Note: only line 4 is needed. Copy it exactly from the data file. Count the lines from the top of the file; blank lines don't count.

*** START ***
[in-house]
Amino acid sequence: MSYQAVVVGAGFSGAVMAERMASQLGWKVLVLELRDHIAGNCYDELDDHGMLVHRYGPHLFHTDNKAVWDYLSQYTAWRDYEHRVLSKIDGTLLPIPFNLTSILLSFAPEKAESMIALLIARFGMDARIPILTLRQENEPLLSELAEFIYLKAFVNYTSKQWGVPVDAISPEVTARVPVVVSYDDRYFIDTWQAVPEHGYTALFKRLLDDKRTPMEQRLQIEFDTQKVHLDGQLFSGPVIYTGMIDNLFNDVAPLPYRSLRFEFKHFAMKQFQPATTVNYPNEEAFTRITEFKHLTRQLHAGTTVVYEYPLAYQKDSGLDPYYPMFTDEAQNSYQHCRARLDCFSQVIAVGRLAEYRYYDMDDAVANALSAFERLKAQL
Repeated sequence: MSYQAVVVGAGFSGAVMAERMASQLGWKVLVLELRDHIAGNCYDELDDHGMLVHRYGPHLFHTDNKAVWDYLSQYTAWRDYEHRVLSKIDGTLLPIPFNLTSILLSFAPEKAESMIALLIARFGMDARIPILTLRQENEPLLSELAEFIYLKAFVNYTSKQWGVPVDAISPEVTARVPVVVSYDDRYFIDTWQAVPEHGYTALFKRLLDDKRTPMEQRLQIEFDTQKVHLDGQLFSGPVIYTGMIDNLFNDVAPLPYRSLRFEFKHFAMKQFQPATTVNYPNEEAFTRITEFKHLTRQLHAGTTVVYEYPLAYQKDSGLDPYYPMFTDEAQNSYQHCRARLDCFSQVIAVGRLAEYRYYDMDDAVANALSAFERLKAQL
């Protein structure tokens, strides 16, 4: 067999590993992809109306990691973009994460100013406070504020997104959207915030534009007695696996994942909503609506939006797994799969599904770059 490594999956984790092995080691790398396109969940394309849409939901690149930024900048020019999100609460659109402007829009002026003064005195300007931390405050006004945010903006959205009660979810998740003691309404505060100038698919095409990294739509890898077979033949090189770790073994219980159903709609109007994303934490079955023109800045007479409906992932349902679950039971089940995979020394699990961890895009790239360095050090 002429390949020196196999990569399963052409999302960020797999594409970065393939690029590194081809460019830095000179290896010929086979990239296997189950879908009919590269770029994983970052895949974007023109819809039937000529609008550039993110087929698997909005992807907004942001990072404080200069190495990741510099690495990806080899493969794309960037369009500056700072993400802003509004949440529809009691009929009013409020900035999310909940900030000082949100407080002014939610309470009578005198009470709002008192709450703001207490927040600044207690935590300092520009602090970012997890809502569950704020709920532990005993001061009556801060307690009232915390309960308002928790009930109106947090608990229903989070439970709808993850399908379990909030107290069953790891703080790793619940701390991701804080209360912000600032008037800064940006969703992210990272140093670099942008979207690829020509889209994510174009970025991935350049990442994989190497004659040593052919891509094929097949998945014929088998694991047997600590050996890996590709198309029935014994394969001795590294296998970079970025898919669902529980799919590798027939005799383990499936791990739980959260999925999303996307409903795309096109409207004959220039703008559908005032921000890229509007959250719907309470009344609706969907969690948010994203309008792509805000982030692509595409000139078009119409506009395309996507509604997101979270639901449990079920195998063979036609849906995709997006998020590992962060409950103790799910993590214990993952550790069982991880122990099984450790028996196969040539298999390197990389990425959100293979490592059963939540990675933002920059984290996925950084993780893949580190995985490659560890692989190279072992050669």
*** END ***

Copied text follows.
């Protein structure tokens, strides 16, 4: 067999590993992809109306990691973009994460100013406070504020997104959207915030534009007695696996994942909503609506939006797994799969599904770059 490594999956984790092995080691790398396109969940394309849409939901690149930024900048020019999100609460659109402007829009002026003064005195300007931390405050006004945010903006959205009660979810998740003691309404505060100038698919095409990294739509890898077979033949090189770790073994219980159903709609109007994303934490079955023109800045007479409906992932349902679950039971089940995979020394699990961890895009790239360095050090 002429390949020196196999990569399963052409999302960020797999594409970065393939690029590194081809460019830095000179290896010929086979990239296997189950879908009919590269770029994983970052895949974007023109819809039937000529609008550039993110087929698997909005992807907004942001990072404080200069190495990741510099690495990806080899493969794309960037369009500056700072993400802003509004949440529809009691009929009013409020900035999310909940900030000082949100407080002014939610309470009578005198009470709002008192709450703001207490927040600044207690935590300092520009602090970012997890809502569950704020709920532990005993001061009556801060307690009232915390309960308002928790009930109106947090608990229903989070439970709808993850399908379990909030107290069953790891703080790793619940701390991701804080209360912000600032008037800064940006969703992210990272140093670099942008979207690829020509889209994510174009970025991935350049990442994989190497004659040593052919891509094929097949998945014929088998694991047997600590050996890996590709198309029935014994394969001795590294296998970079970025898919669902529980799919590798027939005799383990499936791990739980959260999925999303996307409903795309096109409207004959220039703008559908005032921000890229509007959250719907309470009344609706969907969690948010994203309008792509805000982030692509595409000139078009119409506009395309996507509604997101979270639901449990079920195998063979036609849906995709997006998020590992962060409950103790799910993590214990993952550790069982991880122990099984450790028996196969040539298999390197990389990425959100293979490592059963939540990675933002920059984290996925950084993780893949580190995985490659560890692989190279072992050669």